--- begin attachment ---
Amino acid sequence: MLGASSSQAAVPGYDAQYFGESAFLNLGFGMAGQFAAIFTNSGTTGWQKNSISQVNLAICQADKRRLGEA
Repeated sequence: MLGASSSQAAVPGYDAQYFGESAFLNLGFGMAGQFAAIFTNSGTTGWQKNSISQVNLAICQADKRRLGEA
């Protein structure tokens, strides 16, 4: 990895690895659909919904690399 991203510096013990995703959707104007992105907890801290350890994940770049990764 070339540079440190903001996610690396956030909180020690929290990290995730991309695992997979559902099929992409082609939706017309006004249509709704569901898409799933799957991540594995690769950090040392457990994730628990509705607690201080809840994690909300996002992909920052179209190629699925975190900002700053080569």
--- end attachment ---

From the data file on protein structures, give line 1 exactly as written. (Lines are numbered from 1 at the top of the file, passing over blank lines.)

Amino acid sequence: MLGASSSQAAVPGYDAQYFGESAFLNLGFGMAGQFAAIFTNSGTTGWQKNSISQVNLAICQADKRRLGEA